Page:EB1911 - Volume 22.djvu/682

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PURRAH—PURVEYANCE

The treatment will bear reference to any causes which may be discovered as associated with the onset of the disease, such as unfavourable hygienic conditions, and nutritive defects should be rectified by suitable diet. The various preparations of iron seem to be the best medicinal remedies in this ailment, while more direct astringents, such as gallic acid, ergot of rye, turpentine or acetate of lead, will in addition be called for in severe cases and especially when hemorrhage occurs. Sir A. Wright considers that in all cases of purpura the coagulation time of the blood should be estimated. In such cases the time taken for clotting may be increased to three times as long as that taken by normal blood. He therefore advises calcium chloride in order to increase coagulability. In severe hemorrhages, adrenalin is often useful.


PURRAH, Purroh, or Poro, a secret society of Sierra Leone, West Africa. Only males are admitted to its ranks, but two other affiliated and secret associations exist, the Yassi and the Bundu, the first of which is nominally reserved for females, but members of the Purrah are admitted to certain ceremonies. All the female members of the Yassi must be also members of the Bundu, which is strictly reserved to women. Of the three, the Purrah is by far the most important. The entire native population is governed by its code of laws. It primarily represents a type of freemasonry, a “friendly” society to which even infants are temporarily admitted, the ceremony in their case consisting merely of carrying them into the Purrah “bush” and out again. But this side of the Purrah is merged in its larger objects as represented by its two great aspects, the religious and the civil. Under the former, boys join it at puberty, while under the latter it is practically the native governing body, making laws, deciding on war and peace, &c.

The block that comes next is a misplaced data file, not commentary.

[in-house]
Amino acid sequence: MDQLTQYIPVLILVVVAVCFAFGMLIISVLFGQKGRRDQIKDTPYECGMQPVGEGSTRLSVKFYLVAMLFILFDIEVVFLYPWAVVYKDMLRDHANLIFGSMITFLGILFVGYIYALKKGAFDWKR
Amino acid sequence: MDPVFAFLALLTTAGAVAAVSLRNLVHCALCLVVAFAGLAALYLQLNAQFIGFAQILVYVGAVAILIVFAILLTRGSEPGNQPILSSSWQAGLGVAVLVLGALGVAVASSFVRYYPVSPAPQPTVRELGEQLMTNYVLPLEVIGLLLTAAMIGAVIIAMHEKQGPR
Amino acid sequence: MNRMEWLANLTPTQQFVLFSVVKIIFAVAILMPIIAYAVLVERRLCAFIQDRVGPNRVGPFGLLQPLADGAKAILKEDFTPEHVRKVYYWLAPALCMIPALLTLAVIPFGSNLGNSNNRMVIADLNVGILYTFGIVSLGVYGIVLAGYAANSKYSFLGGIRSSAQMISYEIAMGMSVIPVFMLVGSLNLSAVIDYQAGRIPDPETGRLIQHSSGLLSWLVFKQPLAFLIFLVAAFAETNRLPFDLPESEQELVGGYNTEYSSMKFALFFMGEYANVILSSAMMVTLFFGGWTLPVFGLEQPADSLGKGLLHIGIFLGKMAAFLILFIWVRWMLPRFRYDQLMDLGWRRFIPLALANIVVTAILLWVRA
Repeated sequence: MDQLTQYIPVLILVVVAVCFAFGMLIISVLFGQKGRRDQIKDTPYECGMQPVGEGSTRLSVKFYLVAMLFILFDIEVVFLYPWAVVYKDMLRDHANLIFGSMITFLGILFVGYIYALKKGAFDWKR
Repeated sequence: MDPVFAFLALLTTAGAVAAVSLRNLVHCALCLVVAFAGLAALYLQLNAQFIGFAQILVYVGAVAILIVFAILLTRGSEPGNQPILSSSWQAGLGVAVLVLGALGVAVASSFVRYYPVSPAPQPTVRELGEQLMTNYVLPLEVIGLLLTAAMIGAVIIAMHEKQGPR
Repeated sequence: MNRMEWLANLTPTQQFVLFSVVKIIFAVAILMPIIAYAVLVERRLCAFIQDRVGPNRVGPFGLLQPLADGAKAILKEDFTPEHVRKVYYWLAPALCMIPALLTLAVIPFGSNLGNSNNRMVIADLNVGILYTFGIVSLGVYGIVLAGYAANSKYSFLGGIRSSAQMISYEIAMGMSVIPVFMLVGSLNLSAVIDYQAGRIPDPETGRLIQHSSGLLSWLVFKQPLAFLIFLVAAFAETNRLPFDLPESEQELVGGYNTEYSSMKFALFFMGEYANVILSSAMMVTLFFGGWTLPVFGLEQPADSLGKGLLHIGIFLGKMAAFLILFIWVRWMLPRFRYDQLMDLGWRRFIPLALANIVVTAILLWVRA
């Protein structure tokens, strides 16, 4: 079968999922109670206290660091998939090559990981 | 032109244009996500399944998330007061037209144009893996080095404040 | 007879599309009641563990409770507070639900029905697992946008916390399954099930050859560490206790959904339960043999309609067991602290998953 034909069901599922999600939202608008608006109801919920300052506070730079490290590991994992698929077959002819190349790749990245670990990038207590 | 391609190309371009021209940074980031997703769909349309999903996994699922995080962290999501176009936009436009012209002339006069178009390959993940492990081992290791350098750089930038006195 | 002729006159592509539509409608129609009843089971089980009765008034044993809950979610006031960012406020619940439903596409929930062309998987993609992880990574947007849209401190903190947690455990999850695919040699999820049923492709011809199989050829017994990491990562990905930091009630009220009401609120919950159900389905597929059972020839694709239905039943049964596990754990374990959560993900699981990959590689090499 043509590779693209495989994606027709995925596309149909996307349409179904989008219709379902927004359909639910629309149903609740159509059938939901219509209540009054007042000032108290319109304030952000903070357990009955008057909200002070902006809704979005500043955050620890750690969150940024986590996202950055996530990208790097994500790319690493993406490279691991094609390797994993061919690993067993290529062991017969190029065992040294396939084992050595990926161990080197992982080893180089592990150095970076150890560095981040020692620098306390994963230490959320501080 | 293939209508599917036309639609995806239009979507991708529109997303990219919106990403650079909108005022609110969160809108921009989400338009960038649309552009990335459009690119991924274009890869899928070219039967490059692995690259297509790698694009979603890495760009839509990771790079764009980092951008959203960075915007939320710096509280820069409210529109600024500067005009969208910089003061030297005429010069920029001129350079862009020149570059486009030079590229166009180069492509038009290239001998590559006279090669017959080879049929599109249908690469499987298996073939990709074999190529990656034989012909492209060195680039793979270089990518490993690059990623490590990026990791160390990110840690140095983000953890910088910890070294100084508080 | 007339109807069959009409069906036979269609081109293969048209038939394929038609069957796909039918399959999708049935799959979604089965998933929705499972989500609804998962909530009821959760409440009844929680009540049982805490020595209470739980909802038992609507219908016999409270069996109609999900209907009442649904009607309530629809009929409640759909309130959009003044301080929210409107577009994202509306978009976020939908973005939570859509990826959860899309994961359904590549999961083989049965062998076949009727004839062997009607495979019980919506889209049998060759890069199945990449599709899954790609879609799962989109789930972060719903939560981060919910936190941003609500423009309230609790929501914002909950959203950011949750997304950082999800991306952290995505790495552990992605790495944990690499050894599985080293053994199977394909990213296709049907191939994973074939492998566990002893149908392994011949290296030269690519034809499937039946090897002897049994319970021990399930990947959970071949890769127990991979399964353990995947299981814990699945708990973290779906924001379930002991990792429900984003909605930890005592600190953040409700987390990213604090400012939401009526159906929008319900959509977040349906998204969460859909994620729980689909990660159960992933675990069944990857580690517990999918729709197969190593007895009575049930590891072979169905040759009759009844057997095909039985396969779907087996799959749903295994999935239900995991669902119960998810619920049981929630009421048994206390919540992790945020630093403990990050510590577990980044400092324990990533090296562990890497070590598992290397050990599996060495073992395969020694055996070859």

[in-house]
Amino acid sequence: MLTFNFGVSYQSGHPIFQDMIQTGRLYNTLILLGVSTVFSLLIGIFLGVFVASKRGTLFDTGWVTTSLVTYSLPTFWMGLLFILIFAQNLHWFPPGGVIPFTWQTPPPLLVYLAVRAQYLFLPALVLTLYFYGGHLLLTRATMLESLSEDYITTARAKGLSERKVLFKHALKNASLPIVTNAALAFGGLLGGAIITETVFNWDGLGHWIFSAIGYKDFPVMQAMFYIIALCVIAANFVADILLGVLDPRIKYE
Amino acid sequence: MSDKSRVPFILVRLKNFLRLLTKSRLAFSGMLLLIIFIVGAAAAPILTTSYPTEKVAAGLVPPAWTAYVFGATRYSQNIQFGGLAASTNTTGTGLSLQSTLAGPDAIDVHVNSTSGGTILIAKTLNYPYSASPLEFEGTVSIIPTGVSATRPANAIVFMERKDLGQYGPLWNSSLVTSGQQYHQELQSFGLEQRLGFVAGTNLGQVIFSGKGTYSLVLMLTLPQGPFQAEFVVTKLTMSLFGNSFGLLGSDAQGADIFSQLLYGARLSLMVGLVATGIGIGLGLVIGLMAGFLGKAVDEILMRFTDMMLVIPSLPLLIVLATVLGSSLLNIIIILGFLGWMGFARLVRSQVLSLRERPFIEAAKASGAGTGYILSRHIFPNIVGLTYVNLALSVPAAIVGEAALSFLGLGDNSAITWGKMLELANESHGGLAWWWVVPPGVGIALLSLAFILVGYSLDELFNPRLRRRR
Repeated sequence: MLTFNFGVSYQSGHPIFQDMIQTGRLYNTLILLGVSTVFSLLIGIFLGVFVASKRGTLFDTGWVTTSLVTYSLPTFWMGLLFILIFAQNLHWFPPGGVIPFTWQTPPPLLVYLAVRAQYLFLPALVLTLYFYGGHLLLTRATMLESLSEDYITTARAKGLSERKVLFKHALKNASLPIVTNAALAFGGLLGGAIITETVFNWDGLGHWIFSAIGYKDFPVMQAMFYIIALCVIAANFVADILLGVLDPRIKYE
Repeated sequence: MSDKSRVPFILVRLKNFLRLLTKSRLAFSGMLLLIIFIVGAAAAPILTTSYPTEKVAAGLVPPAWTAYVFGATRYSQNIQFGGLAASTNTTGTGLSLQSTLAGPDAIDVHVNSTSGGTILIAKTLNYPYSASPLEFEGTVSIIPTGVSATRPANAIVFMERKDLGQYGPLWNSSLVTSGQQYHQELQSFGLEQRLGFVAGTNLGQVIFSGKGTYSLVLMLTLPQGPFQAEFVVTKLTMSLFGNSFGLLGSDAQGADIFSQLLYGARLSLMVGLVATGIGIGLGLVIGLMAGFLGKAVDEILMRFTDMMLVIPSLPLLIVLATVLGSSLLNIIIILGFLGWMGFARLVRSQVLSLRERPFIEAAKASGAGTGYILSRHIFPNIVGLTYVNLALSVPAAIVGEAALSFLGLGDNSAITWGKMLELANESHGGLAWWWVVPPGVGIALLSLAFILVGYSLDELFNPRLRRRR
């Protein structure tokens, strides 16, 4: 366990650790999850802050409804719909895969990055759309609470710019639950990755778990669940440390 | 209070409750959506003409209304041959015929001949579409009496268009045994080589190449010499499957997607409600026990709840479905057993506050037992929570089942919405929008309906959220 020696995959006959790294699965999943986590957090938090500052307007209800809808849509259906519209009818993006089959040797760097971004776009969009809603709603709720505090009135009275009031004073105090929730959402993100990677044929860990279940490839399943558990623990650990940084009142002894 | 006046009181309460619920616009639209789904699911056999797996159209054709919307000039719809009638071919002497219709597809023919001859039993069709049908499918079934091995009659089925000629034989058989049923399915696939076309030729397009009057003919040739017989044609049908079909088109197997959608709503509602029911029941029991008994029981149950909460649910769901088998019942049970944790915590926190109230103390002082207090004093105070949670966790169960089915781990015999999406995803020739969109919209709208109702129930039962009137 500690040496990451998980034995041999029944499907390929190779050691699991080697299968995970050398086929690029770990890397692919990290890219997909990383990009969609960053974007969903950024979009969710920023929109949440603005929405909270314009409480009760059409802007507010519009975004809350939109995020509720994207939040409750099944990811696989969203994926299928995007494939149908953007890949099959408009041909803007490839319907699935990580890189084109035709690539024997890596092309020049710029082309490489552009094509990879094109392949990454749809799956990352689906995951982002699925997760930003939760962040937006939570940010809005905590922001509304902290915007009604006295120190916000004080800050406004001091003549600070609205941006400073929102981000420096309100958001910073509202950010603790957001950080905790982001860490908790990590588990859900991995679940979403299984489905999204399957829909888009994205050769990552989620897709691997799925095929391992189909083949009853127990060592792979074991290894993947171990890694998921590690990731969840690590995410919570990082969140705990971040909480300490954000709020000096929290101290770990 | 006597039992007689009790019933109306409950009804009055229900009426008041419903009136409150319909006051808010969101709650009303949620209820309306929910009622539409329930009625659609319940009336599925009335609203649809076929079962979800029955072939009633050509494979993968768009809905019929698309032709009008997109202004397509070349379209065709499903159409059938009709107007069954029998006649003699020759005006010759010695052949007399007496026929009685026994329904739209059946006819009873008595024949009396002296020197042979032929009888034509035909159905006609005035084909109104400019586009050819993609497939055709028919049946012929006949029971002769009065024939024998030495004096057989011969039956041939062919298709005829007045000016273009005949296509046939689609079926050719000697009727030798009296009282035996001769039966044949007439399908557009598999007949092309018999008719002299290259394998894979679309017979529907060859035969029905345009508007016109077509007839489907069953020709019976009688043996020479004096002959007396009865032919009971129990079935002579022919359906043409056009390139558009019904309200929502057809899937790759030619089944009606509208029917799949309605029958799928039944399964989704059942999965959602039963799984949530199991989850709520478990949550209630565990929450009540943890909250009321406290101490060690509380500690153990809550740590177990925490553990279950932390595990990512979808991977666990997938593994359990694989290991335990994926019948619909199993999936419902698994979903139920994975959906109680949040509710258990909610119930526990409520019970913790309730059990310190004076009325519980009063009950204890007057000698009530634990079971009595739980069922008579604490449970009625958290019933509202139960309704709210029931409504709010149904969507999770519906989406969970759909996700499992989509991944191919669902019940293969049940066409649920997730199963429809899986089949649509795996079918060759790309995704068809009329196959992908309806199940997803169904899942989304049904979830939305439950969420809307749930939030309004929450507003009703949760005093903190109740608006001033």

The Purrah has its special ritual and language, tattooing and symbols, but details are unknown, as the oath of secrecy is always kept. It meets usually in the dry season, between the months of October and May. The rendezvous is in “the bush,” an enclosure, separated into apartments by mats and roofed only by the overhanging trees, serving as a club-house. There are three grades, the first for chiefs and “big men,” the second for fetish-priests and the third for the crowd. The ceremonies of the Purrali are presided over by the Purrah “devil,” a man in fetish dress, who addresses the meeting through a long tube of wood.

The Purrah can place its taboo on anything or anybody; and as no native would venture to defy its order, much trouble has been caused where the taboo has been laid upon crops. In 1897 the British or local government was compelled to pass a special ordinance absolutely forbidding the imposition of the taboo on all indigenous products. Of the affiliated societies the Yassi appears to some extent to be an association for providing men and women, who believe themselves ill through “fetish,” with medical treatment, on payment of certain fees. The women's Bundu is in many ways a replica of the men's Purrah, though without political power.